Alzheimer Research Forum releases overview of Alzheimer’s Disease Neuroimaging Initiative

October 2008

The Alzheimer Research Forum (Alzforum), an authoritative Web resource, is releasing a six-part series on the Alzheimer’s Disease Neuroimaging Initiative (ADNI), the largest study ever to fill a central knowledge gap in the Alzheimer disease field.

Announced in October 2004 and set to run until 2010, the ADNI is a public-private consortium that has engaged 58 research centers in the US and Canada in a massive effort to follow 819 research volunteers for three years. Beginning this week, the Alzforum reports on the first waves of much-awaited data generated by the study, and also takes readers behind the scenes for a look at the challenges that had to be overcome in getting so many groups to work together effectively.

ADNI set out to identify biological markers that can reliably foretell whether a still-healthy person is on the way to developing full-blown Alzheimer disease. Such markers are essential in order to test — and some day prescribe — treatments to slow down or prevent the disease.

Objective and quantitative ways to measure how quickly a person progresses with AD will enable future drug trials to be smaller and faster, and thereby attract investors who now shy away from AD drug development because its trials have a reputation of being costly and prone to failure.

The need for such markers is so universally acknowledged across academia and industry and at the FDA that both academic and industry leaders have set aside their usual competition around this goal.

Funded to the tune of US$64 million — $40 million from the National Institute on Aging, and $24 million to date from a consortium of pharmaceutical companies and private foundations — ADNI is a massive and complex five-year study.

The 58 participating research centers all conduct the same long list of tests in 819 people in exactly the same way, and upload all the information into a database that is freely accessible to qualified scientists around the world for analysis.

All academics studying neurodegeneration and every company developing AD drugs around the world can use the integrated database of ADNI results for their purposes. At this level, ADNI data are not subject to embargoes, journal subscription, or even peer review. Those factors apply later, as investigators from within and outside ADNI publish their own analyses of ADNI data in scientific journals.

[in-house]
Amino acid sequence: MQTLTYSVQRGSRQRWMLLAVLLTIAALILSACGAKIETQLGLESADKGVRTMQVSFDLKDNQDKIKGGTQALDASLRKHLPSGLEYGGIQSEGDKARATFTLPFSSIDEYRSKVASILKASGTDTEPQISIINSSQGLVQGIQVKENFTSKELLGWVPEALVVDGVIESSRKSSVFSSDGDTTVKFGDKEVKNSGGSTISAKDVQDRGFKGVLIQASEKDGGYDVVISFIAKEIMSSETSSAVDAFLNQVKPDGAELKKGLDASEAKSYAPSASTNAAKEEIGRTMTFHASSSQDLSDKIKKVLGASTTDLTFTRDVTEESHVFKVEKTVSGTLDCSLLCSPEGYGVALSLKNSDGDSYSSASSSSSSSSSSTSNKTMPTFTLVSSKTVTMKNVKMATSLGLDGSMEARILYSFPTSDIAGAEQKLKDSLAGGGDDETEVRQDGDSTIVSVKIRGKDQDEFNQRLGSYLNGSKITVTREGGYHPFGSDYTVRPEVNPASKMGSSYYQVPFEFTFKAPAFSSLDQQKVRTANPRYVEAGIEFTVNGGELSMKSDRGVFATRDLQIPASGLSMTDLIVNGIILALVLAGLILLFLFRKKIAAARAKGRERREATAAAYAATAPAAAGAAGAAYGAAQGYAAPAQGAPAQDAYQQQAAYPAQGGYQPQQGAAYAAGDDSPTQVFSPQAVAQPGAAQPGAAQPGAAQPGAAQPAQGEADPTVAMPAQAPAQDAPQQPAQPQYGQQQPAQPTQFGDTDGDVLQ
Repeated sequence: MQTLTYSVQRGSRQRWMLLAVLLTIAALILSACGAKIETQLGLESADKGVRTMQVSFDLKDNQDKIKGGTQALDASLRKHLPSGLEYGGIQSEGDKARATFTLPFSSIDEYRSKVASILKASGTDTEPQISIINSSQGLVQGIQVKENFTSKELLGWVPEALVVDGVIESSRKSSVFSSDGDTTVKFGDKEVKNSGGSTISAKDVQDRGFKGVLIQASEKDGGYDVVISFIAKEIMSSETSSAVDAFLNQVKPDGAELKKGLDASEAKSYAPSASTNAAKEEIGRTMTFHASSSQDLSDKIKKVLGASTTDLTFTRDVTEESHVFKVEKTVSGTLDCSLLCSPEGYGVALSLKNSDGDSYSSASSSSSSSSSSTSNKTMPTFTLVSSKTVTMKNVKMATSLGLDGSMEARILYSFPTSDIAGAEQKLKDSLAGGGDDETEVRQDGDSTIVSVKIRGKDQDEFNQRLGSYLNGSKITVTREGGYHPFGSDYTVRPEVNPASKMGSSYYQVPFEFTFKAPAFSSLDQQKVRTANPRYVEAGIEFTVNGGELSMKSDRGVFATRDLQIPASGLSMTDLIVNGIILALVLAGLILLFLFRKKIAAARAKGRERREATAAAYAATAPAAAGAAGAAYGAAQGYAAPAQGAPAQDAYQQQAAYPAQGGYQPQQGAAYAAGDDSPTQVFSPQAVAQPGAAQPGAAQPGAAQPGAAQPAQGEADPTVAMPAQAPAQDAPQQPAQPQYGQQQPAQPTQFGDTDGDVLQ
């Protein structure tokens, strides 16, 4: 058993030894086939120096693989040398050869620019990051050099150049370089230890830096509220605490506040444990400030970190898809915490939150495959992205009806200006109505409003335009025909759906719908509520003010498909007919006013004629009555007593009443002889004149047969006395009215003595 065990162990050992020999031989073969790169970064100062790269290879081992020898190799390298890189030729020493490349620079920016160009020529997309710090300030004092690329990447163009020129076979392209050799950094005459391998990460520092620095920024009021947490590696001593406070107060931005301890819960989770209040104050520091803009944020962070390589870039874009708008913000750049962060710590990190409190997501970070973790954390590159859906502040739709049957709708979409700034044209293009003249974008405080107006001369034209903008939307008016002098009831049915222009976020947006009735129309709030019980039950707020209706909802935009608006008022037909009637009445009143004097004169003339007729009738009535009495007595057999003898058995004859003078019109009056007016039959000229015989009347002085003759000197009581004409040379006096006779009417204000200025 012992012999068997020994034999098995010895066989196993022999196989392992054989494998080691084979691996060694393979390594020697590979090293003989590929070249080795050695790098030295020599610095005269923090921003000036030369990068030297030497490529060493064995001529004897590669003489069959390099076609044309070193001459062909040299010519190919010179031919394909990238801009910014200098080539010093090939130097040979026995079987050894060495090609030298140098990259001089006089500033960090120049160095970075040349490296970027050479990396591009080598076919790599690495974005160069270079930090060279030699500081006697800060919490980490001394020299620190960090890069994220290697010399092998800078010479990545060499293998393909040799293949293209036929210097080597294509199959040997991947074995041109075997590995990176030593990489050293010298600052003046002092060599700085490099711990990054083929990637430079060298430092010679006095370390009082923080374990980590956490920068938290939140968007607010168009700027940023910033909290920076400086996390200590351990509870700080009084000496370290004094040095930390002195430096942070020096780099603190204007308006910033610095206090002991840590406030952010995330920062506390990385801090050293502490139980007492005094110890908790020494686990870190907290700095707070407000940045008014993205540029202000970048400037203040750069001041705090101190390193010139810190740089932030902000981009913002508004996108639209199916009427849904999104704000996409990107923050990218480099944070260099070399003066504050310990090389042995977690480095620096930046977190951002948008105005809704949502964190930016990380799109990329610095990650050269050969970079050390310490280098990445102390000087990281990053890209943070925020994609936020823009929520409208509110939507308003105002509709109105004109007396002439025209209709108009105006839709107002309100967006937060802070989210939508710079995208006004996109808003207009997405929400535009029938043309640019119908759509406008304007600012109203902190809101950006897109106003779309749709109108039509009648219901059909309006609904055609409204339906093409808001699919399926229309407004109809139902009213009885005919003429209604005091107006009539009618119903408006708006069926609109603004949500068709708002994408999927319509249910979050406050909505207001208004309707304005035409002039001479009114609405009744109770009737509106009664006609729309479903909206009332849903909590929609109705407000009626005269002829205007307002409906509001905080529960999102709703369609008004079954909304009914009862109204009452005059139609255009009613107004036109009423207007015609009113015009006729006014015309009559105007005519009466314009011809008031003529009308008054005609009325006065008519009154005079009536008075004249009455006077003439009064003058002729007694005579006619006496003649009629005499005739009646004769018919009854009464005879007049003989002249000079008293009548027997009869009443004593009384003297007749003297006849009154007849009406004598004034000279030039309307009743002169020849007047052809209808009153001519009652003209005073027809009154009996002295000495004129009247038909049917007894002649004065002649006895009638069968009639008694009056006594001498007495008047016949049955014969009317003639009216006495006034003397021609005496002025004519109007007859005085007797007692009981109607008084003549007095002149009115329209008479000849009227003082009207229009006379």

For their part, the research volunteers made a big commitment. They undergo a range of tests over the course of several days at each 6-month visit — extensive clinical, neuropsychological tests, different kinds of brain imaging, blood test and even a spinal tap to look for telltale signs of impending AD in the cerebrospinal fluid.

The key to the success or failure of this huge, shared effort is standardization. Only if all research centers do things in exactly the same ways will they produce a large dataset that can speak with authority.

This is critical because at present, at least a dozen highly regarded labs have promising results on potential AD imaging and biochemical markers. However, each study, even if well performed within its scope and institution, has used small groups of different patients and done their work differently enough to make it impossible to compare the results and decide which candidate markers are indeed the best.

One of ADNI’s express goals is to vet candidate markers and imaging methods side by side so the best may ‘win’ and go on to modernize clinical drug trials. In essence, ADNI aims to speak with a loud voice over the cacophony of present-day research studies, and in this way to facilitate a consensus on biomarkers among scientists and federal regulators.

ADNI represents the latest example in a movement to standardize and to unify that has been gradually building in US Alzheimer science in the past decade (Other such examples are the NACC and the ADCS). It also has inspired similar studies in Japan, Europe, China, and Australia.

In its six-part report, the Alzforum describes how ADNI evolved from its origins in 2004 and is beginning to produce results. The Alzforum series delves into how well the standardization and co-ordination among all the participating groups has gone, and what the actual scientific results are.

The series is available at:

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